Curbside recycling is coming back to New Orleans, but only for about half of the city.
New Orleans Curbside Recycling only accepts two of seven types of recyclable plastic, for example. Like many towns, it does not accept glass, nor does it operate a municipal composting program for yard waste and food waste. Torri said that 25-30% of items that reach the recycling center end up in the landfill because they are “contaminated” with materials that the recycling center does not accept.
The restrictions simply reflect what recycling centers, known as material recovery facilities, are willing to accept, Torri said: “Right now, all of the city’s recyclable materials go to a only processing facility in Jefferson, Louisiana. They do not accept glass and there are no plans for them to accept glass in the future.
Torri stressed the importance of “single-stream” recycling, meaning a single bin for all materials, all dumped in the same trucks and all sent to the same recycling center. City hall could set up separate recycling just for glass, Torri said, but that would require thousands of new plastic bins and a whole new fleet of trucks.
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“Operating another fleet of trucks across the city for all separate collection in many ways negates the benefits of glass recycling,” he said.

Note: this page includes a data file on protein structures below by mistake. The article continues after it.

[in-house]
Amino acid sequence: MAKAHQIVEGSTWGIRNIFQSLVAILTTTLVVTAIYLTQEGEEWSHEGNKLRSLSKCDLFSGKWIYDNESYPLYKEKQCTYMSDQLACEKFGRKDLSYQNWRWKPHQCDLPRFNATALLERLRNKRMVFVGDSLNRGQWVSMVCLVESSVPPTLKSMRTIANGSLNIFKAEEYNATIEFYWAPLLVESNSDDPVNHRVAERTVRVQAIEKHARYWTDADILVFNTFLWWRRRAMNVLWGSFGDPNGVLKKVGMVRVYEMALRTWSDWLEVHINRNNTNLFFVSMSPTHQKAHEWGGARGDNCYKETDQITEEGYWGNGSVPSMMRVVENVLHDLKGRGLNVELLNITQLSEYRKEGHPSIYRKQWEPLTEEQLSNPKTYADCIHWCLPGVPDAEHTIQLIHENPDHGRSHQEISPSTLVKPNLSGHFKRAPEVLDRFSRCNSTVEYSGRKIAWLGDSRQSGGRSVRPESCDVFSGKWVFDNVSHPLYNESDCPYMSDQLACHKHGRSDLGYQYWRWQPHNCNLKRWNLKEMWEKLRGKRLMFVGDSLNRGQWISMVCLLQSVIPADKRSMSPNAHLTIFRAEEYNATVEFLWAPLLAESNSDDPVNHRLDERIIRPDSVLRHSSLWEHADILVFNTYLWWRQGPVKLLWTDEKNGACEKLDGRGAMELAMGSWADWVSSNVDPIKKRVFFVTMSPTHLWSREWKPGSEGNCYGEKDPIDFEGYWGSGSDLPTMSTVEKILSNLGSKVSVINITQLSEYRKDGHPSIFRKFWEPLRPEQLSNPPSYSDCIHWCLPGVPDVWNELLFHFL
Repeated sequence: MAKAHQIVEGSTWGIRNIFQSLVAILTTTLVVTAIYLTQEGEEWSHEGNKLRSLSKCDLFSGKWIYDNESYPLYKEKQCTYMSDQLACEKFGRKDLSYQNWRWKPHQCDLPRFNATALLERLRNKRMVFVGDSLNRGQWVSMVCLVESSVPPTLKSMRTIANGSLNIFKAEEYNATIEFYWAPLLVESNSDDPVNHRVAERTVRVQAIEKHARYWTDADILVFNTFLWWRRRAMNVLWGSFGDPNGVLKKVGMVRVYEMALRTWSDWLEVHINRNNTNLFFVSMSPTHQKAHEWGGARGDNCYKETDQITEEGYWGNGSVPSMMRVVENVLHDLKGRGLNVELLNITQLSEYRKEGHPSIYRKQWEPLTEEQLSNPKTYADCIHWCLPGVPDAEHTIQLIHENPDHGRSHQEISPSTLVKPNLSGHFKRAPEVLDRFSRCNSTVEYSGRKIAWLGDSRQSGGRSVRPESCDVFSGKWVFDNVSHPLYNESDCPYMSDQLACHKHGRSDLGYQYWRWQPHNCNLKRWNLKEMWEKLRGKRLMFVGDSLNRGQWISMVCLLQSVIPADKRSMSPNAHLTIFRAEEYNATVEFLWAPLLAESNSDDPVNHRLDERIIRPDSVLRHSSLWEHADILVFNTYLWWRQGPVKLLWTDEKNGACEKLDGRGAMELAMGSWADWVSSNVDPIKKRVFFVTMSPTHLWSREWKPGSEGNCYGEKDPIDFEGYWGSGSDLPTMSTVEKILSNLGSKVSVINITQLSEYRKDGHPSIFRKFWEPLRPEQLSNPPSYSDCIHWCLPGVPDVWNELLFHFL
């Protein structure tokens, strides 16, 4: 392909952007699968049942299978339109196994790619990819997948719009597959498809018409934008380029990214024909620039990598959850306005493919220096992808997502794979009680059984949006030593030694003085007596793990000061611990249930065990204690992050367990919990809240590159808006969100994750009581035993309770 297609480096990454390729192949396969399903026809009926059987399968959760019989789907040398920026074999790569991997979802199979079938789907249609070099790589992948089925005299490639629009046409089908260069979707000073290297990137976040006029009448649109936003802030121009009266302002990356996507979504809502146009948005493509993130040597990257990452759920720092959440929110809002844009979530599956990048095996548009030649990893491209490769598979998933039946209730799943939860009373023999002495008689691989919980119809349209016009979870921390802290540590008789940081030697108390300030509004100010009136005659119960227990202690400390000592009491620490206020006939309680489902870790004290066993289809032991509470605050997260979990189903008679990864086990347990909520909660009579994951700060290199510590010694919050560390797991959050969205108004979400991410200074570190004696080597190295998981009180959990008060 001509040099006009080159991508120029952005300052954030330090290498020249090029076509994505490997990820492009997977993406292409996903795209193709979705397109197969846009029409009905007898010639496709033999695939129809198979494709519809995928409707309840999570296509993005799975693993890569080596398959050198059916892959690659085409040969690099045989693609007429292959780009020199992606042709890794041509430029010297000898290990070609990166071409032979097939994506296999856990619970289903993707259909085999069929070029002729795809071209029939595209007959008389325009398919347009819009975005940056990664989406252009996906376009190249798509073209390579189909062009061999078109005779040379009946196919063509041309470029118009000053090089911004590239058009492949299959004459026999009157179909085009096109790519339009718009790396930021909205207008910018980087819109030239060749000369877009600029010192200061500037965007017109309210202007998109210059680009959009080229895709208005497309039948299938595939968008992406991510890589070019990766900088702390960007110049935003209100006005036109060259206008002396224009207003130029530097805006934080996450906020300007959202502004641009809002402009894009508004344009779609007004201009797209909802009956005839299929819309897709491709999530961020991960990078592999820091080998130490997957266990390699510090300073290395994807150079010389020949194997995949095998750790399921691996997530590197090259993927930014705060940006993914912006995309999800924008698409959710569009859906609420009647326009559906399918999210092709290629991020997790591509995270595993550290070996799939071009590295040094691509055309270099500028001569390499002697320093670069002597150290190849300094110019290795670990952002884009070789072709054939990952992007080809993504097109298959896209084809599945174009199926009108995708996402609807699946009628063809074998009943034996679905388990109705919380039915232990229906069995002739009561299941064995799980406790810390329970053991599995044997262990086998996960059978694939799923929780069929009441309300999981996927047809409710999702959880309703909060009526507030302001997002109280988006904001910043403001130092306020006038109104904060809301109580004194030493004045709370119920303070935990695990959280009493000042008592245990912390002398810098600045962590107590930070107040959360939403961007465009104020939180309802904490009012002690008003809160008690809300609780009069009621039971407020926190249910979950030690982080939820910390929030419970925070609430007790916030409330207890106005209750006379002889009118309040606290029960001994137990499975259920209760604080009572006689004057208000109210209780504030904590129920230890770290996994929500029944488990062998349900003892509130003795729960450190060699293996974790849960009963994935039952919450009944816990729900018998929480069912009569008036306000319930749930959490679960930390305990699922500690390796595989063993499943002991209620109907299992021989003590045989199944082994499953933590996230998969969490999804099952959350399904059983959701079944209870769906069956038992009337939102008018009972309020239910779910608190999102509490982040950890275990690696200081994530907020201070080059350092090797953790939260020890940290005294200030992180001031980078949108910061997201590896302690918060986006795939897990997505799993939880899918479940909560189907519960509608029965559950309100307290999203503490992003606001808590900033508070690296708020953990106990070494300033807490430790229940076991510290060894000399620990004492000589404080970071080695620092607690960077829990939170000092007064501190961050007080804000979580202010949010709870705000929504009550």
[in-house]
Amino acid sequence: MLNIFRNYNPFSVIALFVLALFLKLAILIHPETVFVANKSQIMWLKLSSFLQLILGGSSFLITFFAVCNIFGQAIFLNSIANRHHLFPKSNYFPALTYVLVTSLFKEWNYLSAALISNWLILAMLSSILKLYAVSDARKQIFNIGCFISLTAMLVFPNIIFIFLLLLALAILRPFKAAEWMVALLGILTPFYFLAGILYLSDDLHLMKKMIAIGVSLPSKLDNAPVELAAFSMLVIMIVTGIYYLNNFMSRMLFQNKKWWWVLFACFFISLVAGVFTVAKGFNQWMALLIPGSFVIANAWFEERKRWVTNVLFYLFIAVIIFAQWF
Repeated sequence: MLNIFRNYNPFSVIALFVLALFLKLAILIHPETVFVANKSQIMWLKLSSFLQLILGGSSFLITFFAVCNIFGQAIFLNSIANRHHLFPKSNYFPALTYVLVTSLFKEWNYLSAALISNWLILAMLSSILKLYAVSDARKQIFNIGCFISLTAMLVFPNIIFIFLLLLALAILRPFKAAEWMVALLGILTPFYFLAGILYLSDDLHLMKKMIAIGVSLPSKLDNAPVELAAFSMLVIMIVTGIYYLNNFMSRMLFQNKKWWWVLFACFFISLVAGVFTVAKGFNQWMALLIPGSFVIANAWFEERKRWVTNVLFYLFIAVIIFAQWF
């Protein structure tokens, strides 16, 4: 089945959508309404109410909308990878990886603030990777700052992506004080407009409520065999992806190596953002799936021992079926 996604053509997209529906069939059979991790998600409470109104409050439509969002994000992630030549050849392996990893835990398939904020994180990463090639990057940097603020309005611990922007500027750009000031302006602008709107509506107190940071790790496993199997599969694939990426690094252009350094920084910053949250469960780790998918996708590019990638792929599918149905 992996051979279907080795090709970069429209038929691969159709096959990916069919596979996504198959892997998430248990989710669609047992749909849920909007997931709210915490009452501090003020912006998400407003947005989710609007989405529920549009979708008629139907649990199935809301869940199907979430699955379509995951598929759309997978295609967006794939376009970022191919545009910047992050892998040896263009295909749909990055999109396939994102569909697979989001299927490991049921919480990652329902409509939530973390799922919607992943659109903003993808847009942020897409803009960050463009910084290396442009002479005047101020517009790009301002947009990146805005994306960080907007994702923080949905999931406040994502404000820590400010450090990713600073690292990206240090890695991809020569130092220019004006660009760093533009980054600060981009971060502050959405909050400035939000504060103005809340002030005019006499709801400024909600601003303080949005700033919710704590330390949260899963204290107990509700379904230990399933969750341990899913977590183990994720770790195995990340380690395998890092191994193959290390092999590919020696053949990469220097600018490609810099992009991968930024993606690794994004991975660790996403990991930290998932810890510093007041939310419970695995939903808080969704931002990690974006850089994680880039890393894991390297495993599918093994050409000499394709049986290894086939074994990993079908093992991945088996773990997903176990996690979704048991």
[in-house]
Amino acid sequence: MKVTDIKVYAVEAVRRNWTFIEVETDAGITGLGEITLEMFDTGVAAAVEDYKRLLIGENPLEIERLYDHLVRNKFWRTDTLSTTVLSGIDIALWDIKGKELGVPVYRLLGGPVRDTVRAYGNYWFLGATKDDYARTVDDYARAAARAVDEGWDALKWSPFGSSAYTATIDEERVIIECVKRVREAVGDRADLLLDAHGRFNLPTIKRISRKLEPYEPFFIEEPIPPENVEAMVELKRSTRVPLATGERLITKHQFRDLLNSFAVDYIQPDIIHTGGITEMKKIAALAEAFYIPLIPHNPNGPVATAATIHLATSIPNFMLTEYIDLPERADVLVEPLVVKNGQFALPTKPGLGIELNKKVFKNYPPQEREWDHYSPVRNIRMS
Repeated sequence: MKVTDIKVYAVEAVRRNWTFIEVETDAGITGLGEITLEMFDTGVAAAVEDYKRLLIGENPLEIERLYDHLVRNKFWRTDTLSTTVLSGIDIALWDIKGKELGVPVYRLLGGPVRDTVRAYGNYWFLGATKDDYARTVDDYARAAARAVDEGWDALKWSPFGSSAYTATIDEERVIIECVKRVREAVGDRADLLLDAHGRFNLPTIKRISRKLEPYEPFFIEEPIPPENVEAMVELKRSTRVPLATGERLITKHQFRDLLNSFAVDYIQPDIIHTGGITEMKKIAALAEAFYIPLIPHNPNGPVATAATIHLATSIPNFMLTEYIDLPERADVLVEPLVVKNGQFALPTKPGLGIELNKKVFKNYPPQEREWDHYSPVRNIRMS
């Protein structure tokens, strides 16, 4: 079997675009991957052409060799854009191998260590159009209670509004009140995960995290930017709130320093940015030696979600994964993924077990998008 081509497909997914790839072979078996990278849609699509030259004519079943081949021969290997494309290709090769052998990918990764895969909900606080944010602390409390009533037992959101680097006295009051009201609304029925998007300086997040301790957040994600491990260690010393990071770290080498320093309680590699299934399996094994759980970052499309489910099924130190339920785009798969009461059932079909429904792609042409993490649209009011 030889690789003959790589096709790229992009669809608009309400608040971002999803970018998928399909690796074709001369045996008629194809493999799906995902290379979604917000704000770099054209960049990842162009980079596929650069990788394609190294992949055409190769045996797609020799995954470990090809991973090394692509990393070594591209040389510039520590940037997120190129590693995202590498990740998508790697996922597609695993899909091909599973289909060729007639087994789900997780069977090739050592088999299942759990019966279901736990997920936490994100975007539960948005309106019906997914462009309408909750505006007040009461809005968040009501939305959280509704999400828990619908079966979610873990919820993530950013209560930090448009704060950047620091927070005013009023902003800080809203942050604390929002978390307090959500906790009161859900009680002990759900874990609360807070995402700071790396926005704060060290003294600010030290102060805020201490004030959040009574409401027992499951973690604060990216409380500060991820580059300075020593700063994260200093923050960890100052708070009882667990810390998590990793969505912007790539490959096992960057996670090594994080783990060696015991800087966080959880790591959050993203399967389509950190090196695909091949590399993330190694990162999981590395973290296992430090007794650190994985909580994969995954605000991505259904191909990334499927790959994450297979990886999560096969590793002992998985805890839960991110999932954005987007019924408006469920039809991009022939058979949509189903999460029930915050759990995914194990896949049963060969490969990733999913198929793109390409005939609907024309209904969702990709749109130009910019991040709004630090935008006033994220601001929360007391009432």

For now, residents can bring the recyclable glasses to the municipal drop-off center on Elysian Fields Avenue on Saturdays between 8 a.m. and 1 p.m.
“I think we’re committed to looking to expand the deposit model,” Torri said.
New Orleans has announced reductions in the materials it will collect through its residential recycling program.
In the long term, Torri said, new centers popping up across the country are accepting glass and other currently restricted items, under single-stream recycling. He said the town hall was working to attract a company to open “a state-of-the-art recycling processing facility to expand both what we accept for recycling and the volume of what we accept.” we accept”.
“It’s definitely not something that could happen overnight. It’s going to take a significant investment from a company to come here and do that,” Torri said. “But we are actively pursuing that.”